The Cult of Personality

Redefining Skin Types

By Barbara Close

Originally published in Skin Deep, August/September 2005.

In her new book, Pure Skin: Organic Beauty Basics, Barbara Close redefines the traditional three skin types as five skin personalities, excerpted below. Her book follows up with information on working with each variety to best bring about balance.

In the late 1960s, a trend toward “scientific” skin care led to the introduction of the three skin types we know today: normal, dry, and oily. This classification system went on to dominate the skin-care industry and has changed how women look at their skin.

A holistic approach to well-being and beauty always looks at symptoms from an in-depth perspective, since symptoms are simply messages the body is sending us. I prefer to call my classifications “skin personalities” instead of skin types because I think this more accurately reflects how our bodies, and in particular our skin as a living, communicating organ, work. Skin personalities can be broken into five main groups.


A balanced skin personality is one in which the types of problems have a fairly narrow range and one that requires minimal attention. More than 75 percent of women fall into this category.

Hormone Reactive

This personality is somewhat mercurial, its swings determined by the ebb and flow of hormones. This can be due to the normal course of a woman’s menstrual cycle or the onset of menopause. The specific hormones that create havoc in the skin are androgen, which stimulate the sebum glands to enlarge and make more oil. As the sebum glands expand, the extra oil they secrete clogs the pores, causing acne. Hormone-reactive skin tends to have enlarged pores and excessive oiliness and is prone to acne-related conditions.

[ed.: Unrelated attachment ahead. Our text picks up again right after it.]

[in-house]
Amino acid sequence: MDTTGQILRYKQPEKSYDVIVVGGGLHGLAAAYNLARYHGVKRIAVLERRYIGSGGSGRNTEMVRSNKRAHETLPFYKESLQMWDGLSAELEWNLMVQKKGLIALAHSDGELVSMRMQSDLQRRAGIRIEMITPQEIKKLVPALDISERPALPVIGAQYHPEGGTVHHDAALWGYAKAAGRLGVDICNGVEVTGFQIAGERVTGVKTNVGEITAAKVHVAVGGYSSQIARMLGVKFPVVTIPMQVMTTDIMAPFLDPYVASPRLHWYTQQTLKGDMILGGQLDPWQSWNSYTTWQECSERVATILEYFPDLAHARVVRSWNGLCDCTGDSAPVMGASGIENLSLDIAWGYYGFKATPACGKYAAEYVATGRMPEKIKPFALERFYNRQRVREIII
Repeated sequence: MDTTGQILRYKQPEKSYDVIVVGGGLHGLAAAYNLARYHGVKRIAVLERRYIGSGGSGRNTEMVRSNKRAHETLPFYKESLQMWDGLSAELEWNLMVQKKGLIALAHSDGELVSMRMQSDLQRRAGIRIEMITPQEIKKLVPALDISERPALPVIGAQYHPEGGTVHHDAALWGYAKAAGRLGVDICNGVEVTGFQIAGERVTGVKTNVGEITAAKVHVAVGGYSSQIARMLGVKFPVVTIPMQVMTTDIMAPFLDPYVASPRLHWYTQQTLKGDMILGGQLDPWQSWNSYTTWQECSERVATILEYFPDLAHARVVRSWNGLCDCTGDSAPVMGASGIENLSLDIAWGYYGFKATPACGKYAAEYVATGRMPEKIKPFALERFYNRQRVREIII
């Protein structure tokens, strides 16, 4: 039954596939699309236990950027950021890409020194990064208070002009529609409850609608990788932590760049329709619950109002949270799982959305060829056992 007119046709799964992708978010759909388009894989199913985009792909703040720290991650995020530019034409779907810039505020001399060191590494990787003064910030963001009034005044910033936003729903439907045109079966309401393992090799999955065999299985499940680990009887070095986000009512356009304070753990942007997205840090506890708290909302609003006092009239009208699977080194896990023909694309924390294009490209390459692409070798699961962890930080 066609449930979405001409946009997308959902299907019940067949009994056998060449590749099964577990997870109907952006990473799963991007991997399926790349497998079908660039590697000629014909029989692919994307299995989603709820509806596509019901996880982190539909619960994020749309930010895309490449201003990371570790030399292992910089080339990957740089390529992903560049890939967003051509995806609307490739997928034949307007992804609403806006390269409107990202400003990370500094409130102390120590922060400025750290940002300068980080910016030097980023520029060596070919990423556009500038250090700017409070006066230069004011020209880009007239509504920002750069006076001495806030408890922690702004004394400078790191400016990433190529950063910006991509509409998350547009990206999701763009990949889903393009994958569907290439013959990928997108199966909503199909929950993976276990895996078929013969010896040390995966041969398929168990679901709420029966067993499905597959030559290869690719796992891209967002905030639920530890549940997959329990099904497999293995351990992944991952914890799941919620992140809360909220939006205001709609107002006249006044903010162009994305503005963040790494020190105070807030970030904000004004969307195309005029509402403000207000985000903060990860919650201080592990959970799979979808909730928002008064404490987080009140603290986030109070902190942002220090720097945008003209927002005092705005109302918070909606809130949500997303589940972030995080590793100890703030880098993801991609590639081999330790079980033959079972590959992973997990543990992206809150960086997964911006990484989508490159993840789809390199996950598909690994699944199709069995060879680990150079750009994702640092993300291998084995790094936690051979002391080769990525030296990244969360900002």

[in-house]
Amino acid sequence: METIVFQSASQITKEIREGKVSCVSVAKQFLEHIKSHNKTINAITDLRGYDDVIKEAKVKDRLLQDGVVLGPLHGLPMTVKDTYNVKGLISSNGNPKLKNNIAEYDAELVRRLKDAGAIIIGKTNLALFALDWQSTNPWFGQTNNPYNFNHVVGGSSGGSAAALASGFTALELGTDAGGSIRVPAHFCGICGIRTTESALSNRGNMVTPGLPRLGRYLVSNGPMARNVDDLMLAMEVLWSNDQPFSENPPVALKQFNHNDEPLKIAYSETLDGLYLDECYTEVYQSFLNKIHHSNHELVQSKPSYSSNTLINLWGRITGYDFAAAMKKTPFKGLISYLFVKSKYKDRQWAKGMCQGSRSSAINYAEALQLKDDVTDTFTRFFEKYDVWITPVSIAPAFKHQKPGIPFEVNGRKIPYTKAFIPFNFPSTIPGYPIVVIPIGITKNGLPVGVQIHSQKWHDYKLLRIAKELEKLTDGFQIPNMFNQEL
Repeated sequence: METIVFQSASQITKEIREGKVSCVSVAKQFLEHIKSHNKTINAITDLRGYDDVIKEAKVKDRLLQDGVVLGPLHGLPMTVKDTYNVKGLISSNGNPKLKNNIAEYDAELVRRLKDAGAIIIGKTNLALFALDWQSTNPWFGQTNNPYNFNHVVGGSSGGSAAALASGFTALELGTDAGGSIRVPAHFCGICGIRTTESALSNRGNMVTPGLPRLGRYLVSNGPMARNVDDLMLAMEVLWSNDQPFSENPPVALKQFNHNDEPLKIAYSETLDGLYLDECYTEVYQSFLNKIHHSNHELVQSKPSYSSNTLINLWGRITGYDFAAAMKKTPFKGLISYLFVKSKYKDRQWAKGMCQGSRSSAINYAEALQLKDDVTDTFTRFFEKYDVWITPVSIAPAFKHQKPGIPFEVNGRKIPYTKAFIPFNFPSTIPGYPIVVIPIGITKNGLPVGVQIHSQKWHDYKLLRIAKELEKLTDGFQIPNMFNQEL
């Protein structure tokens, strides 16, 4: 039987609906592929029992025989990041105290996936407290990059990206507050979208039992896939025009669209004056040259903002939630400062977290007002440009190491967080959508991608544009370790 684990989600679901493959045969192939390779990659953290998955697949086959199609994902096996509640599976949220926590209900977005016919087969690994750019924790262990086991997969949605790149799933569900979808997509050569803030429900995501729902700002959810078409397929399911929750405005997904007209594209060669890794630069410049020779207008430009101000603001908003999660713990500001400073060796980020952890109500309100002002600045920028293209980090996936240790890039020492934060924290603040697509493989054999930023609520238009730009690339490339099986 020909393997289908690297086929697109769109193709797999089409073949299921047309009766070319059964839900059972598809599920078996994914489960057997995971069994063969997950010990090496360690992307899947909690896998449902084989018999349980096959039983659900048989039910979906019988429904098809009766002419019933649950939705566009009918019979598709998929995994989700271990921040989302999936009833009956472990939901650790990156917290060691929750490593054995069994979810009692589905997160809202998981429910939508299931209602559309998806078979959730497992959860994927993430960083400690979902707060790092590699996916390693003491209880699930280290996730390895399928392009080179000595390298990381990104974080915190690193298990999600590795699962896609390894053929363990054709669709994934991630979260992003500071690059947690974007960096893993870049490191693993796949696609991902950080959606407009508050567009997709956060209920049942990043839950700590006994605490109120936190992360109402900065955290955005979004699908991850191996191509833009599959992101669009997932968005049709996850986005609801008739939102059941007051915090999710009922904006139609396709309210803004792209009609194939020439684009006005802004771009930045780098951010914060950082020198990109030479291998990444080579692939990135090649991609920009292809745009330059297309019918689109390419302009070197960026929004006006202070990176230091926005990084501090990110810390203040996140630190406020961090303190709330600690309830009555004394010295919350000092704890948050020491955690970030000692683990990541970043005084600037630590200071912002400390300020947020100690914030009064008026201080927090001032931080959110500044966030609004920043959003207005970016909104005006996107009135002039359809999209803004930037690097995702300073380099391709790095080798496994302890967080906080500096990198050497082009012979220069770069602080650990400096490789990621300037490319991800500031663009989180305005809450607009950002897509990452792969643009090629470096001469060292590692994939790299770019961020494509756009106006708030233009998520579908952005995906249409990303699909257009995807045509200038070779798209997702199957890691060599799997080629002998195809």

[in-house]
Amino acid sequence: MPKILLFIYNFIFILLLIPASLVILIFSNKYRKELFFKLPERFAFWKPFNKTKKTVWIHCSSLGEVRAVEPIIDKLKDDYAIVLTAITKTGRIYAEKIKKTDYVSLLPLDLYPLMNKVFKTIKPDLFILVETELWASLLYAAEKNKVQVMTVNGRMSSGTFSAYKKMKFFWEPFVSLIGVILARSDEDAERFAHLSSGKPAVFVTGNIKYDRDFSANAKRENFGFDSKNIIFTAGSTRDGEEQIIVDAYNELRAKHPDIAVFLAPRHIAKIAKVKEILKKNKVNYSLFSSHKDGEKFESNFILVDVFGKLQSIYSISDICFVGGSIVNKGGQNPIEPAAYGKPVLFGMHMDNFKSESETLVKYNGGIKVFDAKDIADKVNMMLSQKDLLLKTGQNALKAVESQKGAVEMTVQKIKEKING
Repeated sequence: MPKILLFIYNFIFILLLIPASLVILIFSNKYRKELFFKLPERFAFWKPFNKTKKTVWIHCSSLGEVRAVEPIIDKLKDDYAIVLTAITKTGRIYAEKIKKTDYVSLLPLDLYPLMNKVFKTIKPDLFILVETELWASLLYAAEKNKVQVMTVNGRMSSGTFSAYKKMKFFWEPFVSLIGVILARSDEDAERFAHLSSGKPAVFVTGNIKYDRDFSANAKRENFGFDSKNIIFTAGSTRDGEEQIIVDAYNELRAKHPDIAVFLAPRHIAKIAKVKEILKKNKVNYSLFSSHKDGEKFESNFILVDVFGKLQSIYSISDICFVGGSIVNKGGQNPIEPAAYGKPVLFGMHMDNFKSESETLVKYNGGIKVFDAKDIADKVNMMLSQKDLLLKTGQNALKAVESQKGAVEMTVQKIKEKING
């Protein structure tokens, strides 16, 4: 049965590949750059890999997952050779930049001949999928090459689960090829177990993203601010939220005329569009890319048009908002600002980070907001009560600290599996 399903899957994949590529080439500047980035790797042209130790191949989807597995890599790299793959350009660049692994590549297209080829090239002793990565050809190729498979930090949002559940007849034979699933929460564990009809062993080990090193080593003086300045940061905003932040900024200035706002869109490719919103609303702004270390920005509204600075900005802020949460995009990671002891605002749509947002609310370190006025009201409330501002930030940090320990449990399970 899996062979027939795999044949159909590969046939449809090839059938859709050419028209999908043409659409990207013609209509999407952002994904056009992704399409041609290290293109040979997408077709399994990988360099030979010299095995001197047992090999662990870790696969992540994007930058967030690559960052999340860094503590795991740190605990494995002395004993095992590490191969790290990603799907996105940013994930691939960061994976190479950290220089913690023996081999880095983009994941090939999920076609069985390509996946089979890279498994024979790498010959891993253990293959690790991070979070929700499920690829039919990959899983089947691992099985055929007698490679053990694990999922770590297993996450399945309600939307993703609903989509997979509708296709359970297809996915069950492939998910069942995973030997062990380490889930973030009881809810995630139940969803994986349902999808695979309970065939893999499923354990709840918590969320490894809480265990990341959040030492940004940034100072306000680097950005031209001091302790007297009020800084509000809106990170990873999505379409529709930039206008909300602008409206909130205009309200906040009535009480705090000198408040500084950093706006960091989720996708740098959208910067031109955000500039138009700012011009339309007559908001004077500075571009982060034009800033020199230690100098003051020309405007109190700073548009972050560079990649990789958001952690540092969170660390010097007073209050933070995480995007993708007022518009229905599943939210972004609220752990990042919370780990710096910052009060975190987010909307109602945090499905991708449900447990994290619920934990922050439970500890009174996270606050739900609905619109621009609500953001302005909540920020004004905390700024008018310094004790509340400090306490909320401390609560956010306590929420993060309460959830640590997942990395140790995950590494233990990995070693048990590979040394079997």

Stress Reactive

Stress creates havoc in our bodies. It causes our adrenal glands to work overtime, producing excessive amounts of corticoids that not only raise our “fight or flight” response but also create problems such as high blood pressure, and skin imbalances such as blemishes, rosacea, dermatitis, eczema, and psoriasis are all exacerbated by stress. Stress-reactive skin has an average pore size and moderate oil production (mainly in the T zone) but is highly sensitive to lifestyle factors, such as the lack of sleep, poor diet, and a stressful schedule.

Environment Reactive

In addition to helping monitor the internal environment of the body, the skin must also react to external forces that bear down on it, including temperature, sunlight, humidity, and environmental allergens. Environment reactive skin has an average pore size and moderate oil production but can display symptoms such as dermatitis, dry and flaky skin, and rashes due to changes in the environment.


Despite the many antiaging treatments on the market, the truth is that time does the same thing to everyone: It ages the skin. Certainly there are factors that can hasten this process: overexposure to sunlight, smoking, and absence of proper skin care are some of them. The mature skin personality has a thinner epithelial layer, lacks moisture, and shows facial lines and wrinkles as well as sun damage.